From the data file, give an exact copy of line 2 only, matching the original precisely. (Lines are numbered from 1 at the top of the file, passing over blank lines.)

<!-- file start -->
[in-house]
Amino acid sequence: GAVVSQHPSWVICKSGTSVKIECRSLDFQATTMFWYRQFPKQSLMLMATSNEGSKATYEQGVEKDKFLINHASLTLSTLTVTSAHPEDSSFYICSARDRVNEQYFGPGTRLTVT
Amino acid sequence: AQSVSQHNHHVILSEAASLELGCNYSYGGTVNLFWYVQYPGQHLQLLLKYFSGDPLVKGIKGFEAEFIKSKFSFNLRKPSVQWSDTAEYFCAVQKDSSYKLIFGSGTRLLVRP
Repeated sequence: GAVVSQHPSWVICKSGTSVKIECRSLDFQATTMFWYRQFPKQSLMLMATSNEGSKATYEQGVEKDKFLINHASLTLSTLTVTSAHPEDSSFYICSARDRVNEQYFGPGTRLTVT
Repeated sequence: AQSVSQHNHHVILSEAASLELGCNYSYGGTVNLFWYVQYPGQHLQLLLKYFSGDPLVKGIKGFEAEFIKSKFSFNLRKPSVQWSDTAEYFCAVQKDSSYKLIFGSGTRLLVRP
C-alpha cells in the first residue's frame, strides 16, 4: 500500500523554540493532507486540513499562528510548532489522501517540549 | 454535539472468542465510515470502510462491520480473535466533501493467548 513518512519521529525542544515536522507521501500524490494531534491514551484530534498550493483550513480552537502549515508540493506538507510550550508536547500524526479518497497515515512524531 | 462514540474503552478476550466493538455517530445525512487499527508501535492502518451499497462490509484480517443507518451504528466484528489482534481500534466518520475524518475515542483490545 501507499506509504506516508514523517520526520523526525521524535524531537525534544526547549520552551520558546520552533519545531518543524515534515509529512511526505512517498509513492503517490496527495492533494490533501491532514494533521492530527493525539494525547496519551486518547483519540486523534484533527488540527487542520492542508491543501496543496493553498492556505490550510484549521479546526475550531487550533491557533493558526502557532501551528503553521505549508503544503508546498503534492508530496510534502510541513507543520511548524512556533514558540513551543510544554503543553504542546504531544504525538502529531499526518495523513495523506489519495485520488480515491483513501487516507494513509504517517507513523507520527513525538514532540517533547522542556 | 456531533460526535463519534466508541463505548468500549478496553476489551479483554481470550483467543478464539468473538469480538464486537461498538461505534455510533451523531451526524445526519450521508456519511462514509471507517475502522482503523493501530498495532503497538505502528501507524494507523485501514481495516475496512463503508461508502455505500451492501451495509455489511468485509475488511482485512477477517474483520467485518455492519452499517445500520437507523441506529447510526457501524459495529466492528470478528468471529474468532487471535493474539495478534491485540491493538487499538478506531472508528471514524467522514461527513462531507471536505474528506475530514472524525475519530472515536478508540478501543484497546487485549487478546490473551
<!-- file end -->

Amino acid sequence: GAVVSQHPSWVICKSGTSVKIECRSLDFQATTMFWYRQFPKQSLMLMATSNEGSKATYEQGVEKDKFLINHASLTLSTLTVTSAHPEDSSFYICSARDRVNEQYFGPGTRLTVT